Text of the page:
After diagnosis, the patients attended follow-up visits at least once a year. A laboratory screen (including complete blood count, clinical chemistry, serum lipid profile, and liver function), abdominal sonography, and physical examination were performed on these occasions. Body weight was recorded along with the current drug regimen and dose administered, as well as the side effects experienced by the patients.

The control group consisted of 41 healthy and age- matched female subjects (median age: 48 years; min: 32 max: 63). 22 of 41 were postmenopausal, 9 of them longer than 5 years, and 7 women were taking an estrogen-containing oral contraceptive. All had been referred for routine medical check-up, and volunteered for the study by giving informed consent. The healthy controls did not have any known disease (C1-INH deficiency was excluded by complement testing), or receive medicinal products at the time of blood sampling.


In our retrospective study, we compiled a list of the virilizing adverse effects of danazol by interviewing the patients, and reviewing the literature. We identified the following: menstrual disturbances (spotting, disruption of the menstrual cycle), altered libido, voice change, body hair growth (evaluated in 7 body regions by self-examination: upper lip, chin, chest, back, abdomen, thighs and legs), hypertrophy of the clitoris, increased muscle mass, reduction of breast size, acne and oily skin, weight gain, water retention, hair loss, psychological abnormalities (depression, aggressive behavior), flushing, sweating. At the follow-up visits, we provided patients with the list of all possible virilizing side effects and asked them to mark every symptom or sequel they had experienced during danazol therapy and rate their severity using the following scores: 0 = none, 1 = mild, 2 = moderate, 3 = severe. Furthermore, the patients were asked to rate the overall severity of the adverse effects (considering all types aggregately). Patient satisfaction with danazol therapy (weighing adverse effects against benefits) was rated on a Visual Analog Scale (VAS; 100 mm per scale). The daily dose of danazol was determined as the mean of the daily doses received during the course of therapy. During prophylaxis, we placed emphasis on administering the lowest effective dose. The 41 age-matched, healthy controls also completed the survey on the adverse events they had experienced during the last five years. The study was approved by the institutional review board of Semmelweis University of Budapest, and informed consent was obtained in accordance with the Declaration of Helsinki.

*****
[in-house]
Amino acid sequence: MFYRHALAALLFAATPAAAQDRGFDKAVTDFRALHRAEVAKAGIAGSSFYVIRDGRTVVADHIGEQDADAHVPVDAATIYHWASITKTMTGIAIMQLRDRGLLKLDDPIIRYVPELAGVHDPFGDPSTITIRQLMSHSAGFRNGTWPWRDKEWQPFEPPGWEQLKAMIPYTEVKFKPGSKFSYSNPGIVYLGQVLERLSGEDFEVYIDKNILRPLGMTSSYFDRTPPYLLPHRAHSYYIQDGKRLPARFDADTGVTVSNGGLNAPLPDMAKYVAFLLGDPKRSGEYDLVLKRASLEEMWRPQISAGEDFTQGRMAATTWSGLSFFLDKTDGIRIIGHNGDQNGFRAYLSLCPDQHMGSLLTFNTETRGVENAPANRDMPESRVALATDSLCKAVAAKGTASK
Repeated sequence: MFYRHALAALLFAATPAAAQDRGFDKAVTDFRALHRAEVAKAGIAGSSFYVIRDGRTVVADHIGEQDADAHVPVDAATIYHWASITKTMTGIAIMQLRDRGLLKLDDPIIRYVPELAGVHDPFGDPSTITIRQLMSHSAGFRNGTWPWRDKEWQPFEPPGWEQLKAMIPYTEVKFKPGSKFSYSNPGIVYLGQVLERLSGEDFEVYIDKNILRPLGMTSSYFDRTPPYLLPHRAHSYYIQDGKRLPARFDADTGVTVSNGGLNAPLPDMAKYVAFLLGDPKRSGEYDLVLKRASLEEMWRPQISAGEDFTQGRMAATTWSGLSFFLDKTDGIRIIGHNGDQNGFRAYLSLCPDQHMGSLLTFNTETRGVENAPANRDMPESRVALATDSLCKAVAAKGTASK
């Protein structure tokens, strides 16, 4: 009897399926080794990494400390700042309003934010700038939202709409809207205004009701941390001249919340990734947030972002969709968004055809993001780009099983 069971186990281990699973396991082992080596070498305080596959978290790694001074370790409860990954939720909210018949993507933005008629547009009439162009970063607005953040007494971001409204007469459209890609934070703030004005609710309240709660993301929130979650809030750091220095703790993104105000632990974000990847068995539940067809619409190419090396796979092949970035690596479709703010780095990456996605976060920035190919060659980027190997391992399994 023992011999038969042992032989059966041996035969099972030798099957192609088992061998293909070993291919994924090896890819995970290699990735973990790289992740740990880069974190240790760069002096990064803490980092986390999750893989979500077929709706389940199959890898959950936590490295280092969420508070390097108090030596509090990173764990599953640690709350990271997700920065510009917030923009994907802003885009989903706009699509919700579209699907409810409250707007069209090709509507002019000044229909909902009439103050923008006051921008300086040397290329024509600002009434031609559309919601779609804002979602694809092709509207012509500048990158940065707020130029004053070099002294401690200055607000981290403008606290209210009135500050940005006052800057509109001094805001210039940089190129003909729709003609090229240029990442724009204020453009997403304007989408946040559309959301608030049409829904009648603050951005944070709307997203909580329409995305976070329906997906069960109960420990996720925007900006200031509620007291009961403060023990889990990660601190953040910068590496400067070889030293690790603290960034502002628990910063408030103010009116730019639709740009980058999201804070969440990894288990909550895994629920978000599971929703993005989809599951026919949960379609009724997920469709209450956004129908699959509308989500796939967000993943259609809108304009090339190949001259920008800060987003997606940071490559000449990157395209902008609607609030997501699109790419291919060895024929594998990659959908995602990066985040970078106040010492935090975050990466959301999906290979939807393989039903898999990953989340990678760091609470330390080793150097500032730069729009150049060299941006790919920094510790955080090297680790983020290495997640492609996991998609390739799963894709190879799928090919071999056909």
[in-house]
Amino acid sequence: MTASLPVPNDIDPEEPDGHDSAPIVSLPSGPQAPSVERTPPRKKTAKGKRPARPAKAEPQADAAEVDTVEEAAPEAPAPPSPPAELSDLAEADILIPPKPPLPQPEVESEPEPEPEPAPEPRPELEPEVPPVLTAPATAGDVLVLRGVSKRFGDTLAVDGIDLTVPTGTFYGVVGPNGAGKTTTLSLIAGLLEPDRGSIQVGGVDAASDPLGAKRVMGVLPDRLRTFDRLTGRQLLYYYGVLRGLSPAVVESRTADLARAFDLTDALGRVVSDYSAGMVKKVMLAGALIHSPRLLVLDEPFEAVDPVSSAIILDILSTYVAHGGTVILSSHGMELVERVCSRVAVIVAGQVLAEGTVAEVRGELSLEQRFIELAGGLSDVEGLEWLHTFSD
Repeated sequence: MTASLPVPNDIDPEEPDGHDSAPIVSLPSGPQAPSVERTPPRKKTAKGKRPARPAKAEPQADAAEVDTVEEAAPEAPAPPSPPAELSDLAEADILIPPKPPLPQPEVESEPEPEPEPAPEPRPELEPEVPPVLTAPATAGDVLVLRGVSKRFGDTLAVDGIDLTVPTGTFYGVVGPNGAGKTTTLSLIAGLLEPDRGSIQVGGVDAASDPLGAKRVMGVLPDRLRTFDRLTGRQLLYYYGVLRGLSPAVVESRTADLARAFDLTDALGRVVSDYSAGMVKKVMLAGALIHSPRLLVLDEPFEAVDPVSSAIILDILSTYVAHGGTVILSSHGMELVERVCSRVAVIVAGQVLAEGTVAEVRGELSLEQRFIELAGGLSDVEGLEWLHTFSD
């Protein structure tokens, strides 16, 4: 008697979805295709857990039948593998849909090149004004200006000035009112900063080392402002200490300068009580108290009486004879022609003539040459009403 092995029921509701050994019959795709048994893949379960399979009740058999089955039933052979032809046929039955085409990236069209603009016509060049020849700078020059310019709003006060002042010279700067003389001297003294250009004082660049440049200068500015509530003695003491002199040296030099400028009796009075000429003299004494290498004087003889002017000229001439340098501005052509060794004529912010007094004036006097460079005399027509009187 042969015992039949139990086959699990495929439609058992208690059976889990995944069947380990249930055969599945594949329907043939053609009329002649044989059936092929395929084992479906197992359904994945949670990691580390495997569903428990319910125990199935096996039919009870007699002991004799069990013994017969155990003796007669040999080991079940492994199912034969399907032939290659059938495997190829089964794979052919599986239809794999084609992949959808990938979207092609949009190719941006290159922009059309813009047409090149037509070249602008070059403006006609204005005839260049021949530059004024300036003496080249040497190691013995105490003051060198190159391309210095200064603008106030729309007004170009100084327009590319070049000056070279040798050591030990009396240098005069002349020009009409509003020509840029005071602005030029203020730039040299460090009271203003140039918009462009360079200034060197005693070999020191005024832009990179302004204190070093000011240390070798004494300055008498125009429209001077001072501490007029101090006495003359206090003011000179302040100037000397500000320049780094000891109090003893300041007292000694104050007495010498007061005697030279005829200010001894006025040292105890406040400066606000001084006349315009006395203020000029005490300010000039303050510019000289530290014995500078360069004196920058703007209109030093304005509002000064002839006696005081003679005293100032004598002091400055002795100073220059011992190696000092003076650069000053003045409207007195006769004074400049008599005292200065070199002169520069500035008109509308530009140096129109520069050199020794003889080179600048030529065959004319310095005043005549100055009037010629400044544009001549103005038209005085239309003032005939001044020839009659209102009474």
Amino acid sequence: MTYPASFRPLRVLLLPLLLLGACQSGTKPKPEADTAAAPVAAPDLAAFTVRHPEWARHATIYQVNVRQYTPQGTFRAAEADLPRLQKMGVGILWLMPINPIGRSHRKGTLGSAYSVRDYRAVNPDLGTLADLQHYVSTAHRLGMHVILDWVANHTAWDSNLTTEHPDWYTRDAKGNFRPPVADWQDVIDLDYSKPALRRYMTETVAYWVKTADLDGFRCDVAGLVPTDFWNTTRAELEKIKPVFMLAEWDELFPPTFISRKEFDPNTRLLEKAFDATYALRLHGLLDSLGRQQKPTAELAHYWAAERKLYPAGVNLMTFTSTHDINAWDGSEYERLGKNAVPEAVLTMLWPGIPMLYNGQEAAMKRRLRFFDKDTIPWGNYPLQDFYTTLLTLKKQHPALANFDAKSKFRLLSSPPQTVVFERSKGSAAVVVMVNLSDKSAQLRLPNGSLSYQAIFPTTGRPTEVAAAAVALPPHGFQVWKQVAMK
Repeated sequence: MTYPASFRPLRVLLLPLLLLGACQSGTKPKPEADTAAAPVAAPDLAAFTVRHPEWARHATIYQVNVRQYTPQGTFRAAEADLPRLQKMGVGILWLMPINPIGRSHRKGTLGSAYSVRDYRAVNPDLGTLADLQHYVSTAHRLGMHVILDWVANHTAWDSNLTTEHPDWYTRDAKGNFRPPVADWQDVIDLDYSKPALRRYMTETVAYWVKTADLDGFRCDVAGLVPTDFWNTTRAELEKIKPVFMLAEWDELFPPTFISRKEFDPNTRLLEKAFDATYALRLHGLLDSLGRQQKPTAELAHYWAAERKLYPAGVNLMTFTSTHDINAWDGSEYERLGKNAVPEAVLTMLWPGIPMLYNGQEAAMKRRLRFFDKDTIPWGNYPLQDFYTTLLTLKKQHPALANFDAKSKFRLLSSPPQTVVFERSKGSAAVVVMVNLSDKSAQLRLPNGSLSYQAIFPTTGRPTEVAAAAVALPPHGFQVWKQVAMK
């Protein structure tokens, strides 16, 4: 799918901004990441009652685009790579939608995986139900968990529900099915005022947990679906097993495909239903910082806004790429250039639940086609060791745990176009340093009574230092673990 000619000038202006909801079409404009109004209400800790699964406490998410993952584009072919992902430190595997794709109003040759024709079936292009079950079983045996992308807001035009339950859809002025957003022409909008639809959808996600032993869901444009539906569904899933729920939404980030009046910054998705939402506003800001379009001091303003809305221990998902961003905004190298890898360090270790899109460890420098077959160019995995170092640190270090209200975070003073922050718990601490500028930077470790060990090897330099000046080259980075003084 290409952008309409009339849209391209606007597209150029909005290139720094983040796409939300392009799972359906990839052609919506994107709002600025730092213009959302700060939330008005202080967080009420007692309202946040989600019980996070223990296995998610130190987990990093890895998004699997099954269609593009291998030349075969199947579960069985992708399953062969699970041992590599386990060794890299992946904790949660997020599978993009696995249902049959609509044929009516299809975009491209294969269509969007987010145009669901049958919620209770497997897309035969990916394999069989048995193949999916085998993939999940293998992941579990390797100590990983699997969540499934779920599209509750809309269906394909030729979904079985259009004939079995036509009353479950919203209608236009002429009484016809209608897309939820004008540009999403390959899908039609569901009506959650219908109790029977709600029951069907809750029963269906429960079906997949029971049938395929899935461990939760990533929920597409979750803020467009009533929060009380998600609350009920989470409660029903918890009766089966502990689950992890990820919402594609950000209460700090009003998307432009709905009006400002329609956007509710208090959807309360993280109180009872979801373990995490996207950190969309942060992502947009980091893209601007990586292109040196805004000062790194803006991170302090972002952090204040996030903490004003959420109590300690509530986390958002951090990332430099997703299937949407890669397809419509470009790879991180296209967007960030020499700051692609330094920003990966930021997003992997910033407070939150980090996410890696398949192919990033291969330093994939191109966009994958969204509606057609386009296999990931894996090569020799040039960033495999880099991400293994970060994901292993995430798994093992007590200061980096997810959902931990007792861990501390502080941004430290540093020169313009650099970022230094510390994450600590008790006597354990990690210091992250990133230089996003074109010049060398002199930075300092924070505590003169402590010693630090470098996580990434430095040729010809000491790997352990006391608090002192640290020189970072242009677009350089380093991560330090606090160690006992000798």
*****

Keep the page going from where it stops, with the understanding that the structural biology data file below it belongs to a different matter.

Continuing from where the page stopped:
We used GraphPad Prism 6 software for statistical analysis. Spearman’s correlation tests were applied to evaluate correlations. Chi-squared statistics were used to detect any significant difference among the study parameters of the HAE patients and those of the healthy controls. All the statistical analyses were two-tailed, and p < 0.05 was considered to represent a significant difference, or correlation.

Results and discussion

Thirty-one female patients with C1-INH-HAE took danazol for long-term prophylaxis. The average dose was 131.7 (min: 50, max: 200) mg/day. The mean duration of pre-existing danazol treatment was 10.31 (min.: 2, max.: 23) years.